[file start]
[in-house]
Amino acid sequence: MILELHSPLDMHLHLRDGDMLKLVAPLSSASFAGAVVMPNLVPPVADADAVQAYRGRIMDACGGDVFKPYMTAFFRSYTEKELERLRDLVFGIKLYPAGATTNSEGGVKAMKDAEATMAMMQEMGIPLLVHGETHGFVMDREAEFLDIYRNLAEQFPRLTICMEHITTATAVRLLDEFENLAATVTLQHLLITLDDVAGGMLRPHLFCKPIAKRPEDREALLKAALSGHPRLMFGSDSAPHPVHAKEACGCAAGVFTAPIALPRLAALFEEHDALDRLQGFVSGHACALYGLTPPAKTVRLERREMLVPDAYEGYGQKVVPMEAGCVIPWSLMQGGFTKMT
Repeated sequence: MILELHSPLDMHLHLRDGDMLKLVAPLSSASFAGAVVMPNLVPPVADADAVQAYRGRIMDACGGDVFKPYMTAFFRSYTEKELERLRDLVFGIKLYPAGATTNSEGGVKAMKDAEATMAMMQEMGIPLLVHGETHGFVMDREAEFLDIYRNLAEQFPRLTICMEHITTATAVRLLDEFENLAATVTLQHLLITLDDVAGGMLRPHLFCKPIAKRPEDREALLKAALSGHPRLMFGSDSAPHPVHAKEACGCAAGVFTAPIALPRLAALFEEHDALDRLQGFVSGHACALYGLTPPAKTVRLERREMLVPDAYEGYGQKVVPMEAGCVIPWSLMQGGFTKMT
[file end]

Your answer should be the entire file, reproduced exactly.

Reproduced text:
[in-house]
Amino acid sequence: MILELHSPLDMHLHLRDGDMLKLVAPLSSASFAGAVVMPNLVPPVADADAVQAYRGRIMDACGGDVFKPYMTAFFRSYTEKELERLRDLVFGIKLYPAGATTNSEGGVKAMKDAEATMAMMQEMGIPLLVHGETHGFVMDREAEFLDIYRNLAEQFPRLTICMEHITTATAVRLLDEFENLAATVTLQHLLITLDDVAGGMLRPHLFCKPIAKRPEDREALLKAALSGHPRLMFGSDSAPHPVHAKEACGCAAGVFTAPIALPRLAALFEEHDALDRLQGFVSGHACALYGLTPPAKTVRLERREMLVPDAYEGYGQKVVPMEAGCVIPWSLMQGGFTKMT
Repeated sequence: MILELHSPLDMHLHLRDGDMLKLVAPLSSASFAGAVVMPNLVPPVADADAVQAYRGRIMDACGGDVFKPYMTAFFRSYTEKELERLRDLVFGIKLYPAGATTNSEGGVKAMKDAEATMAMMQEMGIPLLVHGETHGFVMDREAEFLDIYRNLAEQFPRLTICMEHITTATAVRLLDEFENLAATVTLQHLLITLDDVAGGMLRPHLFCKPIAKRPEDREALLKAALSGHPRLMFGSDSAPHPVHAKEACGCAAGVFTAPIALPRLAALFEEHDALDRLQGFVSGHACALYGLTPPAKTVRLERREMLVPDAYEGYGQKVVPMEAGCVIPWSLMQGGFTKMT